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What to do with currency risks

What’s driving the markets
Given the pronounced recent weakness of the Pound Sterling against the US Dollar and Euro, we thought it could be helpful to share our views on the current and potential future drivers of the exchange rates that matter for many of our clients.
The toxic combination of extreme inflationary pressures globally and a growth slowdown have wreaked havoc in financial markets, including foreign exchange prices.  
On one side, supply chain and energy market disruptions have resulted in double-digit inflation for many goods, with food and energy affected in particular.  For the first time in two decades, the central banks on both sides of the Atlantic have become seriously worried about the risk of inflation expectations being unanchored. Hence we have seen an abrupt change in their appetite to increase their interest rates - with the US Fed expected to hike up to 3% by the end of the year. As the US job market remains one of the tightest it has been, the risk of inflation feeding into wages and thus creating an inflationary spiral is the greatest there, leading to expectations for the steepest interest rises and, in turn, translating into the strength of the US dollar.  In the UK, the governor of the Bank of England talked about sounding “apocalyptic” about food price rises and warned they are planning to raise interest rates further.
On the other hand, the headwinds to economic growth from supply chain disruptions, lower consumer confidence and geopolitical concerns will restrict the ability of some central banks to hike without sending the economies into recessions. The US is relatively insulated from the effects of the Ukraine war and commodity and food disruptions and thus is expected to fare better than the UK and Europe. This is what was feeding into the persistent US Dollar strength.  
While Europe was initially more affected by the war in Ukraine, its more diversified and larger economy is expected to fare better than the UK, which also faces renewed potential disruptions from the risks related to Northern Ireland protocol (Article 16).
With many technical levels broken for both Pound Sterling and Euro against US Dollar, many market observers agree that we could see exchange rates dipping below 1.20 and parity, respectively.  It will primarily depend on the resilience of the economies to the interest rate hikes.  A significant equity market correction or signs of the housing market in the US becoming softer are among a few things that could taper the Fed’s ability to hike faster. Consequently, we would need to see that before we expect the US dollar rally reversal.
What to do with currency risks in the future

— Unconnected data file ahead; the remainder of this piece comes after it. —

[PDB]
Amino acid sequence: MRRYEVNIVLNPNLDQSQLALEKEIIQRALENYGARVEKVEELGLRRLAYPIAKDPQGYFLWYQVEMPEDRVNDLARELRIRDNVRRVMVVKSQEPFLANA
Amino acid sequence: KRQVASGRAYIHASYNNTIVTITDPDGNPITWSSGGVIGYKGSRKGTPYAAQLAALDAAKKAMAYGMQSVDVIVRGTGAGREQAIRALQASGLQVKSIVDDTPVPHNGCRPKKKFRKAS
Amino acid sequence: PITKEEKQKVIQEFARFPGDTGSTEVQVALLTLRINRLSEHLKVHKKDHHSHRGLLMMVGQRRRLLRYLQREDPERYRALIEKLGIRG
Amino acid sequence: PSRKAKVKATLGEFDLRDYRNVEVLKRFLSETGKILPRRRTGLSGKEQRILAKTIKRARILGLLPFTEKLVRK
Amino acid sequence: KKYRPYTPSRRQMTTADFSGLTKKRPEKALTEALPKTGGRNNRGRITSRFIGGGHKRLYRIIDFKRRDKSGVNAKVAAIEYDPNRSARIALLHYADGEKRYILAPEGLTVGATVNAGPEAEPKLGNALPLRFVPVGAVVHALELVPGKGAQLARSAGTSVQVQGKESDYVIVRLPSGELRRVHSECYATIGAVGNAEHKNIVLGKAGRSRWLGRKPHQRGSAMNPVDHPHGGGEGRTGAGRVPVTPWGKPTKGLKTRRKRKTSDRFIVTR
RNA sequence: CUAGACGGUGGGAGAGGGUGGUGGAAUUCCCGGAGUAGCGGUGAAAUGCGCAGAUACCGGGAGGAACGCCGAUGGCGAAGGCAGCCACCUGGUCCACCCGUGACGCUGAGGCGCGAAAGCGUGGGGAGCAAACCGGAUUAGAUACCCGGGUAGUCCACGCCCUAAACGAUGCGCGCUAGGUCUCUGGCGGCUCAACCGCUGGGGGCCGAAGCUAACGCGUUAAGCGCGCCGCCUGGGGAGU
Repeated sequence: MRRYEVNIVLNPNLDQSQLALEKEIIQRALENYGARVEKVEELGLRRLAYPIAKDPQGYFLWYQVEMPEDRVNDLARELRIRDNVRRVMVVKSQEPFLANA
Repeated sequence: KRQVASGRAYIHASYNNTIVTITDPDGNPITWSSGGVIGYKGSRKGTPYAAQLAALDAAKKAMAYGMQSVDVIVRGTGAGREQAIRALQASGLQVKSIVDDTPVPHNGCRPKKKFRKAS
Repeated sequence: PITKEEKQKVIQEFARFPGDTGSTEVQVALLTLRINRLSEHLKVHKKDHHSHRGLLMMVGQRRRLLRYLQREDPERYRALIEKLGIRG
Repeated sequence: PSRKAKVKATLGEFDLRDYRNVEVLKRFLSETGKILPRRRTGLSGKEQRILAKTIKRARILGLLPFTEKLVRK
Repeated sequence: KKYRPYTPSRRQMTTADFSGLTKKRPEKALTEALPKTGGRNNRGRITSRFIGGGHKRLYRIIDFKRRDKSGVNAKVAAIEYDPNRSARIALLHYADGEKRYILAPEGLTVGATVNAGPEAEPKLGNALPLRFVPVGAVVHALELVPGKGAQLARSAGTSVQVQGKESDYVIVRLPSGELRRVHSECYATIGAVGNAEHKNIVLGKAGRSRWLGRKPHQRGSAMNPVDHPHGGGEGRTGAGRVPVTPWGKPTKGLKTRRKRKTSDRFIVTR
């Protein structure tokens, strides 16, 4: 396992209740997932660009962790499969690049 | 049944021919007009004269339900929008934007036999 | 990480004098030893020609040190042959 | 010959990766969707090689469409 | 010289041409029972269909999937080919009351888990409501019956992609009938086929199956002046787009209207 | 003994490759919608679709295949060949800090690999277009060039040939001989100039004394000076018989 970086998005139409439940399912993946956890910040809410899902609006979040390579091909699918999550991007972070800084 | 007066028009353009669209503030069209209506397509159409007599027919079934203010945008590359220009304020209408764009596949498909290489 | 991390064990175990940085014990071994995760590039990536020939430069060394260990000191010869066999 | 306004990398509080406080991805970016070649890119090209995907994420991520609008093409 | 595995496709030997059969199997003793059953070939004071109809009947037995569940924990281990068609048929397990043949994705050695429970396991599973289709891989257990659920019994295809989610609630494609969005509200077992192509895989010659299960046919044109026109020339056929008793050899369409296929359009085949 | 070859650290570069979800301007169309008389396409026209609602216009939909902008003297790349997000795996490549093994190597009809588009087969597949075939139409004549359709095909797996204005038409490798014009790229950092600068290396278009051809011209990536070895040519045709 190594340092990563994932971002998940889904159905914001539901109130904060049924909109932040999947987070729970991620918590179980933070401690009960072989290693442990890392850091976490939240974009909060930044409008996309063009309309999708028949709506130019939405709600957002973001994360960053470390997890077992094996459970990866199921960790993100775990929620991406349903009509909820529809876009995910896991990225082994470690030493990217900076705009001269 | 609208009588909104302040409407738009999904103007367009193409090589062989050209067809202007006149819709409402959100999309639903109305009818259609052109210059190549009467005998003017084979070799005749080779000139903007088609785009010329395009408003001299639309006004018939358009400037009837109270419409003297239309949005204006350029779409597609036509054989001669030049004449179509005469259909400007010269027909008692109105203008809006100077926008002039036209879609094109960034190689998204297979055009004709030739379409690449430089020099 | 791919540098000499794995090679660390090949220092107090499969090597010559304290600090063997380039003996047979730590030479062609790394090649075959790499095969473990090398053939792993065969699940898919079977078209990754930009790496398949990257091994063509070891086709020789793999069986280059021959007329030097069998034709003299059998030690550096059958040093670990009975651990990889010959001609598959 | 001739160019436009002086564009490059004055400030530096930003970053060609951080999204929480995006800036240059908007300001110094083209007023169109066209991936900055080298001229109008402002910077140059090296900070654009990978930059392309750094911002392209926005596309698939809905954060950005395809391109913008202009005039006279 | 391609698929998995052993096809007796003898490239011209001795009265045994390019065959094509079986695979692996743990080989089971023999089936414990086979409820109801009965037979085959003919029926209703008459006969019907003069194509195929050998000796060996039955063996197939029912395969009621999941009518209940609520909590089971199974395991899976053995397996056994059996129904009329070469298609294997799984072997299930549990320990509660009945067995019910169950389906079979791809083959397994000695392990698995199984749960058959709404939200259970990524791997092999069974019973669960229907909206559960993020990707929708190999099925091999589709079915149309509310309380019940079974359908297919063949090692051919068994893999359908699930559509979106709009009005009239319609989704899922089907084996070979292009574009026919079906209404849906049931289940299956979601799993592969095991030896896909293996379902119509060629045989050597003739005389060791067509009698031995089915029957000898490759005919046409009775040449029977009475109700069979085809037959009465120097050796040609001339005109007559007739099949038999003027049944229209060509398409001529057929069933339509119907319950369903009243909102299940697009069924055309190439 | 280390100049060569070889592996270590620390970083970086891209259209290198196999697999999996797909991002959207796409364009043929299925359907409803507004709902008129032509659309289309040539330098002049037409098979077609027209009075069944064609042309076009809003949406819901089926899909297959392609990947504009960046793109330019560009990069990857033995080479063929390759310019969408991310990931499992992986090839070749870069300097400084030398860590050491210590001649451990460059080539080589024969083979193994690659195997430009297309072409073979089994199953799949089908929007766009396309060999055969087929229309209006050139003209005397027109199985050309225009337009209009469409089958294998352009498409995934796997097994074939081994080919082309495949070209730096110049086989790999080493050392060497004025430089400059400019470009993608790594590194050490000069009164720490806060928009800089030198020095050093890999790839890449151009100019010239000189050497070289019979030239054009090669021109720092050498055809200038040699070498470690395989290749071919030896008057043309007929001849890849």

As we often tell many of our customers - currency forecasting is an ungrateful business.  What is more practical, particularly in the environment that we have entered recently, is having robust processes to manage currency risks before they become a severe problem.  We can always discuss with you where we think the rates are going and if a given level could be the right level to buy or sell, but those are just informed opinions on one of the most unpredictable markets - no one can reliably predict how economics, geopolitics or financial flows will affect exchange rates tomorrow, next week or next month.  Instead, we feel it is important to reiterate some of the ingredients of any robust risk management approach:
- Don’t let risks build up - partial early visibility is better than nothing. Businesses often don’t have tools or processes to help them evaluate the magnitude of currency risks they may have. Hurdles such as manual workflows, incomplete data and last-minute changes & delays can get in the way of having good visibility of one’s currency exposures.  However, gaining visibility on a significant portion of currency risks is almost always possible. And managing currency risks even with partial data can have a disproportionally positive impact on your business. It is usually better to handle 70% of risks that you can estimate than manage nothing because you didn’t have the complete picture.
- Focus on currency risks, not exchange rate levels.  It is a common mistake for businesses to let currency risks build up while waiting for a particular rate level. During turbulent times, such as now, exchange rates become less predictable and revert less to their “averages”, so basing one’s strategy solely on waiting for a better level can become a slippery slope, as evidenced by the recent currency moves.  Instead, we recommend that our clients focus on their overall exposures and deal with them regularly at frequent intervals.  The objective should not be getting the best exchange rate but smooth and predictable cash flows and profits from your core business.
- Take time to understand the impact currencies have on profit margins.   A foreign currency contract, such as a payable for an FCL job for a freight-forwarder from February, left unprotected from currency fluctuations and paid in late April, ended up costing almost 8%.  This is a relatively rare occurrence but highlights the risks that one takes trading internationally.  Protecting from such events costs a small fraction of the potential downside - at HedgeFlows, we are working very hard to make it as affordable for growing businesses to be able to do so.  Understanding the impact that currency swings can inflict on your profit margins versus the costs is the cost/benefit analysis worth doing.
Any questions - just hit reply on this email. We are always here to talk to and help our clients, especially in these turbulent times.
The HedgeFlows team